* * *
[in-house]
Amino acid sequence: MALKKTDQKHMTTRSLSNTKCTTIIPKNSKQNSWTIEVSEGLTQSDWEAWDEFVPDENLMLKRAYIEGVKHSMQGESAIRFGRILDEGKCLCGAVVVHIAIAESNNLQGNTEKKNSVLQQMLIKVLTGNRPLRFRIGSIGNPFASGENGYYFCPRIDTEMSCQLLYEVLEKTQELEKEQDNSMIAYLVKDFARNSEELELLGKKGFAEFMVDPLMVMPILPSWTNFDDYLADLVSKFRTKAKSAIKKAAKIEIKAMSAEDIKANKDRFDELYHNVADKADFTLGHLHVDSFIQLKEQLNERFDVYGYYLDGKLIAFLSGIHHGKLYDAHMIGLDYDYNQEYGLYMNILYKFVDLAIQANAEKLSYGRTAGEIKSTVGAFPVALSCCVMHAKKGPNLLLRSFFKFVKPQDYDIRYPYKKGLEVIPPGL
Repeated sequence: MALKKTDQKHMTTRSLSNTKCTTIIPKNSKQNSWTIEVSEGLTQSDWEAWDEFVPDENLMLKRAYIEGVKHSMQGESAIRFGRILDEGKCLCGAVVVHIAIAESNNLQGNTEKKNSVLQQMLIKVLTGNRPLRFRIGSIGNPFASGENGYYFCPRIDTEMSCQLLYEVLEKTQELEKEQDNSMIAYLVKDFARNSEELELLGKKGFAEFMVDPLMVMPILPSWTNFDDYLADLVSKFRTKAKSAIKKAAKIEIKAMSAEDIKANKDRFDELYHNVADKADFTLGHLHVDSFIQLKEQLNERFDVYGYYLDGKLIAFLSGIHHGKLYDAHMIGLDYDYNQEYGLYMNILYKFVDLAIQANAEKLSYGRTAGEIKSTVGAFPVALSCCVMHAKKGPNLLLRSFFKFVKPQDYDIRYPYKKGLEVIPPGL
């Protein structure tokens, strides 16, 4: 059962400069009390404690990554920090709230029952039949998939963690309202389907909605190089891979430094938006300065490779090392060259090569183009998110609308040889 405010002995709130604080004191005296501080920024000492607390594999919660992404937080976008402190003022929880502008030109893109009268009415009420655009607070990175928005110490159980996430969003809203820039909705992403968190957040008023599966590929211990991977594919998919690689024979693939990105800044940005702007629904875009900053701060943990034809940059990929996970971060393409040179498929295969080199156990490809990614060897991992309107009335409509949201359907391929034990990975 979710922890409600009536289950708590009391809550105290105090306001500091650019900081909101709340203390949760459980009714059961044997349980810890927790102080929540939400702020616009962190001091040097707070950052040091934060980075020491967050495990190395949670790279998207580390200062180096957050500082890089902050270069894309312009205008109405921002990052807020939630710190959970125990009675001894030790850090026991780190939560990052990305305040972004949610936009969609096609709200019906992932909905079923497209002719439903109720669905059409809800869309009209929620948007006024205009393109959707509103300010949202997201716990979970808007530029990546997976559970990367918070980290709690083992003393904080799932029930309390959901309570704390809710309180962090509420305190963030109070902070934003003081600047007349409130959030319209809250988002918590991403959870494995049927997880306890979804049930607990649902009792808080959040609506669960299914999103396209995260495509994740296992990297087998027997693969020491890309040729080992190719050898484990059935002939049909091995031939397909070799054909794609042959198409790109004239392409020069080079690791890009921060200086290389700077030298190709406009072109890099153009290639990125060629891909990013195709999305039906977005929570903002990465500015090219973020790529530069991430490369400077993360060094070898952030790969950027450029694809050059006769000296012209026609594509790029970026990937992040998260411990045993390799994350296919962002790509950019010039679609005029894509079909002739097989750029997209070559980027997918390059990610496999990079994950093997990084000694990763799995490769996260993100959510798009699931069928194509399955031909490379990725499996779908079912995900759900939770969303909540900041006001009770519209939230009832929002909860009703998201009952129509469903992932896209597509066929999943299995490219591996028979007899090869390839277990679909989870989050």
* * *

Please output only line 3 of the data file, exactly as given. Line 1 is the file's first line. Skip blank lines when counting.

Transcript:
Repeated sequence: MALKKTDQKHMTTRSLSNTKCTTIIPKNSKQNSWTIEVSEGLTQSDWEAWDEFVPDENLMLKRAYIEGVKHSMQGESAIRFGRILDEGKCLCGAVVVHIAIAESNNLQGNTEKKNSVLQQMLIKVLTGNRPLRFRIGSIGNPFASGENGYYFCPRIDTEMSCQLLYEVLEKTQELEKEQDNSMIAYLVKDFARNSEELELLGKKGFAEFMVDPLMVMPILPSWTNFDDYLADLVSKFRTKAKSAIKKAAKIEIKAMSAEDIKANKDRFDELYHNVADKADFTLGHLHVDSFIQLKEQLNERFDVYGYYLDGKLIAFLSGIHHGKLYDAHMIGLDYDYNQEYGLYMNILYKFVDLAIQANAEKLSYGRTAGEIKSTVGAFPVALSCCVMHAKKGPNLLLRSFFKFVKPQDYDIRYPYKKGLEVIPPGL